railroads, logging

Timber Railroads

As the railroad carved deeper into the ancient Cascadian forest, logging camps proliferated. Most dwellings were made so to be picked and transported via locomotive to the next location. Erik Andreas was making a name for himself as a carpenter and crew member building trestles.  He later became superintendent of the Basin Lumber Company owned and managed by J. S. O’Gorman out of Portland, OR.  All in all it is said this outfit raked in nearly 120 million board feet of lumber. The company would establish for it’s time, the longest and highest known stretch of railroad in the upper Columbia (Cascade region).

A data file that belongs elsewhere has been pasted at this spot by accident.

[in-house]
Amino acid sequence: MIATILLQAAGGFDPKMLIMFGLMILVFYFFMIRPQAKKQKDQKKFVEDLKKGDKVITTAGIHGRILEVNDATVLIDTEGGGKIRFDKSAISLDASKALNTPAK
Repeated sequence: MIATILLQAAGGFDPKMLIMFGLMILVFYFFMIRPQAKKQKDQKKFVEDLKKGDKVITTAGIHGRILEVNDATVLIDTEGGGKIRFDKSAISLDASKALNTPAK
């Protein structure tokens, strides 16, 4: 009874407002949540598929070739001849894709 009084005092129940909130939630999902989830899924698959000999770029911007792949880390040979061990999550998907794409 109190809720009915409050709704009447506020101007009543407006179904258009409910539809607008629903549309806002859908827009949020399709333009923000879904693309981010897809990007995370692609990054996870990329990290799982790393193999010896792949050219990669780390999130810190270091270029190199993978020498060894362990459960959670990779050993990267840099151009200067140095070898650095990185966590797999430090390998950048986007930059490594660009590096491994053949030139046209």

A junction of converging tracks snakes through this larger sized logging community. I used this image to inform a drawing of my own

Yards like this housed tools/equipment and provided shelter from long periods of PNW rain. 

A dog stands on the tracks next to a line worker, somewhere deep in the Cascade Mountains. 

First of two photos depicting a trestle construction in progress, taken around 1910.

Another perspective from the latter, this time from topside.. 

Another perspective from the latter, this time from topside..